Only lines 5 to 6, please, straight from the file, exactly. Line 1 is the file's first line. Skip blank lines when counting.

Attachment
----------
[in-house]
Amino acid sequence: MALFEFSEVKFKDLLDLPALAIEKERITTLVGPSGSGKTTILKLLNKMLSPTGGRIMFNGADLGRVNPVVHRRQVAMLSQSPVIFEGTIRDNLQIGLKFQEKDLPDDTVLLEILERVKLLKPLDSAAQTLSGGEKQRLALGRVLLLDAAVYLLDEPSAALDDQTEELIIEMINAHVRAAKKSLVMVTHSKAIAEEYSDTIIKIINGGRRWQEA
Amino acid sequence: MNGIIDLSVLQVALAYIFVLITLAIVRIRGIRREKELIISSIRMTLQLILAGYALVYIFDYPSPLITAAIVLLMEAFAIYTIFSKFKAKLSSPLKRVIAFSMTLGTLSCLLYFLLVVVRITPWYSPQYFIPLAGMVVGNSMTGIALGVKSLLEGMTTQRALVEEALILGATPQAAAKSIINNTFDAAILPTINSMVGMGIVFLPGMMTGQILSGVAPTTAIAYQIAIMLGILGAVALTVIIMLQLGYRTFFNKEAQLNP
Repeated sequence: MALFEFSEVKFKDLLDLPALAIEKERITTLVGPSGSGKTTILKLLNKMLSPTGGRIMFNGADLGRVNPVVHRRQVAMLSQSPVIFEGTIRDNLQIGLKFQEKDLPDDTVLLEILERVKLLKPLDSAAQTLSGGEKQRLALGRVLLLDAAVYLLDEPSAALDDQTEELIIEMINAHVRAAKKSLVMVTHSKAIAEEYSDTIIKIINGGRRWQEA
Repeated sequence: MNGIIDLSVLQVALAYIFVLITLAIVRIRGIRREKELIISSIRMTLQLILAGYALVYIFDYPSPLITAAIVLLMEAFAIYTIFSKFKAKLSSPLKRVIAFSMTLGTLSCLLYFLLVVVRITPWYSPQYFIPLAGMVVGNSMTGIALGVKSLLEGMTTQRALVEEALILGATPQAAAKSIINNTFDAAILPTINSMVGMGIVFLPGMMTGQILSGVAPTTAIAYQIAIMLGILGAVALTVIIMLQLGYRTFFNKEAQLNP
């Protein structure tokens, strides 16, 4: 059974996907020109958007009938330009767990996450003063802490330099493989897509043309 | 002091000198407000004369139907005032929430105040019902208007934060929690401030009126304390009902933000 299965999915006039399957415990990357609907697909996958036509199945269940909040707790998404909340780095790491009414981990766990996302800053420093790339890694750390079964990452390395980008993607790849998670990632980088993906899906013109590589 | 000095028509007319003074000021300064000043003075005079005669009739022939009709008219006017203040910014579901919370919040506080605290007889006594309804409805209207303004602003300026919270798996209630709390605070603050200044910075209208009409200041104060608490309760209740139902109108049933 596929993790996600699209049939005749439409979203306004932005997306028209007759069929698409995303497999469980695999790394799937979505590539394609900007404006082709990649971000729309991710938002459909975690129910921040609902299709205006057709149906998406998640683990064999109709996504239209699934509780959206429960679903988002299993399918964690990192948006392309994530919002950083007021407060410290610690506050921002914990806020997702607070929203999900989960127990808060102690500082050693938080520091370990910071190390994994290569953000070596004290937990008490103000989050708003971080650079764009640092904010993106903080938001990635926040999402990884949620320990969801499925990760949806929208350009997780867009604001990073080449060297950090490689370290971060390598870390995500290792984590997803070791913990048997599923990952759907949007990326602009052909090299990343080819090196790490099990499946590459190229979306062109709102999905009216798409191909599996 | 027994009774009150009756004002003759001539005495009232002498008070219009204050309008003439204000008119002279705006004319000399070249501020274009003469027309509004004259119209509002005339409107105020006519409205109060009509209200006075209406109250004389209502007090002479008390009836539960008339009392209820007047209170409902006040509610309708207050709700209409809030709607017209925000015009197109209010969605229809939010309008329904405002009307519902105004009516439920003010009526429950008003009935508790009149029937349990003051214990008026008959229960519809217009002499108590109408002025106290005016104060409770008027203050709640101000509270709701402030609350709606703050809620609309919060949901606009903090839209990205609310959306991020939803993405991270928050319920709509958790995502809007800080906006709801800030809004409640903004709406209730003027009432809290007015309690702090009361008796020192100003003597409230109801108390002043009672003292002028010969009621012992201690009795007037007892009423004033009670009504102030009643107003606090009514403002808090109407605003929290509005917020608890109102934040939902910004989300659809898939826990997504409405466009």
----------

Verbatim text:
Repeated sequence: MNGIIDLSVLQVALAYIFVLITLAIVRIRGIRREKELIISSIRMTLQLILAGYALVYIFDYPSPLITAAIVLLMEAFAIYTIFSKFKAKLSSPLKRVIAFSMTLGTLSCLLYFLLVVVRITPWYSPQYFIPLAGMVVGNSMTGIALGVKSLLEGMTTQRALVEEALILGATPQAAAKSIINNTFDAAILPTINSMVGMGIVFLPGMMTGQILSGVAPTTAIAYQIAIMLGILGAVALTVIIMLQLGYRTFFNKEAQLNP
């Protein structure tokens, strides 16, 4: 059974996907020109958007009938330009767990996450003063802490330099493989897509043309 | 002091000198407000004369139907005032929430105040019902208007934060929690401030009126304390009902933000 299965999915006039399957415990990357609907697909996958036509199945269940909040707790998404909340780095790491009414981990766990996302800053420093790339890694750390079964990452390395980008993607790849998670990632980088993906899906013109590589 | 000095028509007319003074000021300064000043003075005079005669009739022939009709008219006017203040910014579901919370919040506080605290007889006594309804409805209207303004602003300026919270798996209630709390605070603050200044910075209208009409200041104060608490309760209740139902109108049933 596929993790996600699209049939005749439409979203306004932005997306028209007759069929698409995303497999469980695999790394799937979505590539394609900007404006082709990649971000729309991710938002459909975690129910921040609902299709205006057709149906998406998640683990064999109709996504239209699934509780959206429960679903988002299993399918964690990192948006392309994530919002950083007021407060410290610690506050921002914990806020997702607070929203999900989960127990808060102690500082050693938080520091370990910071190390994994290569953000070596004290937990008490103000989050708003971080650079764009640092904010993106903080938001990635926040999402990884949620320990969801499925990760949806929208350009997780867009604001990073080449060297950090490689370290971060390598870390995500290792984590997803070791913990048997599923990952759907949007990326602009052909090299990343080819090196790490099990499946590459190229979306062109709102999905009216798409191909599996 | 027994009774009150009756004002003759001539005495009232002498008070219009204050309008003439204000008119002279705006004319000399070249501020274009003469027309509004004259119209509002005339409107105020006519409205109060009509209200006075209406109250004389209502007090002479008390009836539960008339009392209820007047209170409902006040509610309708207050709700209409809030709607017209925000015009197109209010969605229809939010309008329904405002009307519902105004009516439920003010009526429950008003009935508790009149029937349990003051214990008026008959229960519809217009002499108590109408002025106290005016104060409770008027203050709640101000509270709701402030609350709606703050809620609309919060949901606009903090839209990205609310959306991020939803993405991270928050319920709509958790995502809007800080906006709801800030809004409640903004709406209730003027009432809290007015309690702090009361008796020192100003003597409230109801108390002043009672003292002028010969009621012992201690009795007037007892009423004033009670009504102030009643107003606090009514403002808090109407605003929290509005917020608890109102934040939902910004989300659809898939826990997504409405466009």